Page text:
By Tim Bissell
David Whittom, of Quebec City, Quebec, Canada, passed away on March 16th after a 10 month long coma (per CBC News). Whittom, was placed in a medically induced coma in May 2017 after he suffered a traumatic brain injury in a boxing match at the Aitken Centre in Fredericton, New Brunswick. He was 39 years old.
Whittom, who was born in New Brunswick, faced Gary Kopas of Saskatoon in his final match. That fight was being contested for the Canadian Professional Boxing Council’s cruiserweight championship.
“It was a war,” said fight promoter Brandon Brewer, when talking to CBC News. In the latter stages of the fight, Kopas gained the upper hand, repeatedly landing heavy blows to Whittom’s head. In subsequent interviews Kopas revealed that during the 10th round he questioned the referee, Hubert Earle, about whether or not the fight should continue; based on the damage Whittom was taking.
RIP David Whittom pic.twitter.com/K1p1l7ca7C
— Jean Philippe (@jee0026) March 17, 2018
Kopas said the referee allowed him to hit Whittom in the head a few more times, before jumping in and waving the fight off. “I was mad, but at the same time I was obviously pumped,” said Kopas. “I wanted to win there, but at the same time, I didn’t want to hit him again either.”
After the fight Whittom was checked over by medics before sitting ringside with his family to watch the next fight. Whittom’s trainer Francois Duguay said that when Whittom was speaking to the ringside physician, the boxer struggled to answer simple questions. “He didn’t respond very well to all the questions, like the date, which year we are, where we are right now, who’s that guy beside you?” said Duguay to CBC News.
Duguay said that after several minutes Whittom started to recognize where he was and the people who were around him. After some time at ringside, Whittom headed back to the dressing room. He took a shower and shortly after midnight he left the Aitken Centre.
Whittom’s friend Eric Moffat gave him a ride to his mother’s house, but quickly returned after Whittom complained of having a headache and feeling like he was “overheating”. Whittom was also nauseous, so his coaches decide to take him to Dr. Everett Chalmers Regional Hospital.
At the hospital a CT scan revealed that Whittom had suffered a hemorrhage (brain bleed). With the resulting pool of blood exerting pressure on his brain, Whittom was placed into an artificial coma. Whittom turned 39 on March 10th, seven days before he died.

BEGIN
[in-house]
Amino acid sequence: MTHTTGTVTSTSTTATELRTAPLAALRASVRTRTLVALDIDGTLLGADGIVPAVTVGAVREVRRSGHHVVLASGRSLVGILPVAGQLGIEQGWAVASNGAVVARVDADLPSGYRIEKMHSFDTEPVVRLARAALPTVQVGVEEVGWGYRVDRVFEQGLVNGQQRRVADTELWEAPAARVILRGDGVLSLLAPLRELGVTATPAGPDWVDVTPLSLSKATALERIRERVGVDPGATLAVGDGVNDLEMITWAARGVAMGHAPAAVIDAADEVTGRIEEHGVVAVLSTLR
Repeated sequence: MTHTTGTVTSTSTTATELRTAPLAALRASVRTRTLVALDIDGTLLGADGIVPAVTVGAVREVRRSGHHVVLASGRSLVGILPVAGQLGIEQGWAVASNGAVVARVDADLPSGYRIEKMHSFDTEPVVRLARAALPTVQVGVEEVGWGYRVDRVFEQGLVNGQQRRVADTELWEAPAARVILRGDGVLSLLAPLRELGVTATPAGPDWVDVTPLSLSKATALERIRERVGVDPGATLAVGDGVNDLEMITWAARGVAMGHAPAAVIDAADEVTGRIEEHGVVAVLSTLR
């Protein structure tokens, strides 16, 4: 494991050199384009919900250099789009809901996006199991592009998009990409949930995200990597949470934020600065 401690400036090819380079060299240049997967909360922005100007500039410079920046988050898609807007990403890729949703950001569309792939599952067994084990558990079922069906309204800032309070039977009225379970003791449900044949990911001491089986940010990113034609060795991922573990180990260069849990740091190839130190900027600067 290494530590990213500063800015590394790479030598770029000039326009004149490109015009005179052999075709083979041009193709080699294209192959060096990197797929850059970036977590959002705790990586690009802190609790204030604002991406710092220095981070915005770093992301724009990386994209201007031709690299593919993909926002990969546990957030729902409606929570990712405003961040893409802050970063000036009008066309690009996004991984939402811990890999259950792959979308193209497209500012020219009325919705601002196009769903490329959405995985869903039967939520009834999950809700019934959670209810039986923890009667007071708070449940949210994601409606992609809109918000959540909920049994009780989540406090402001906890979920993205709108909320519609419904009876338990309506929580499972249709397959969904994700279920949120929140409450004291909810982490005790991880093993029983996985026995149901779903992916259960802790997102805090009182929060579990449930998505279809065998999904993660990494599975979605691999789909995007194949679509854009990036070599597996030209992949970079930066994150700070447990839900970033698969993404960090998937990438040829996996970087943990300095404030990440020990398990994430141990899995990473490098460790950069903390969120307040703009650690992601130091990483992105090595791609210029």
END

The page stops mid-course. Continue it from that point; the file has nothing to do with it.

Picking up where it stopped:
Whittom had a record of 12 wins, 24 losses, and 1 draw. Of his 12 victories, 8 came via TKO/KO. Of his 24 losses, half of them were TKO/KOs. In his penultimate fight, in March 2016, Whittom lost via first round TKO to MMA veteran Ryan Ford at the Shaw Conference Centre in Edmonton, Alberta.
Since 2008, Whittom’s pro boxing record was 3-19. He suffered 9 TKO/KO losses over that time.
Whittom’s friend, and fellow boxer, Eric Martel-Bahoeli spoke with CBC’s French-language counterpart Radio Canada shortly after Whittom’s death. “He was passionate about his sport,” said Martel-Bahoeli.
“It’s not easy, it’s been 10 months that we knew he wasn’t well… It’s a shock, it’s extremely difficult. But at the same time, now that he’s dead, of course it’s hard, but in some ways I tell myself it’s probably better like that. But at the same time, we didn’t wish for that either. I didn’t want to lose my friend because of boxing.”
In October, the New Brunswick Combat Sports Commission conducted an internal review regarding Whittom’s fight with Kopas. That body found no wrongdoing or neglect.
Whittom’s death comes less than a month after British boxer Scott Westgarth died from a brain bleed after winning a 10-round decision in Doncaster, England. Westgarth was taken to hospital after collapsing in his dressing room after the fight. He died the next day at Royal Hallamshire Hospital. He was 31.
In December Swedish boxer Erik Skoglund, 26, also suffered a brain bleed. His came after a sparring session. Skoglund was given surgery and placed in a medically induced coma. He woke up in January and is now recovering at home.
Brain bleeds, which often feature a ‘lucid interval’ where the sufferer shows no visible signs of injury, were also the causes of death for former UFC heavyweight Tim Hague (who died after a boxing match in Edmonton, Alberta last June) and Joao Carvalho (who died after an MMA fight with Charlie Ward in Dublin, Ireland in April 2016).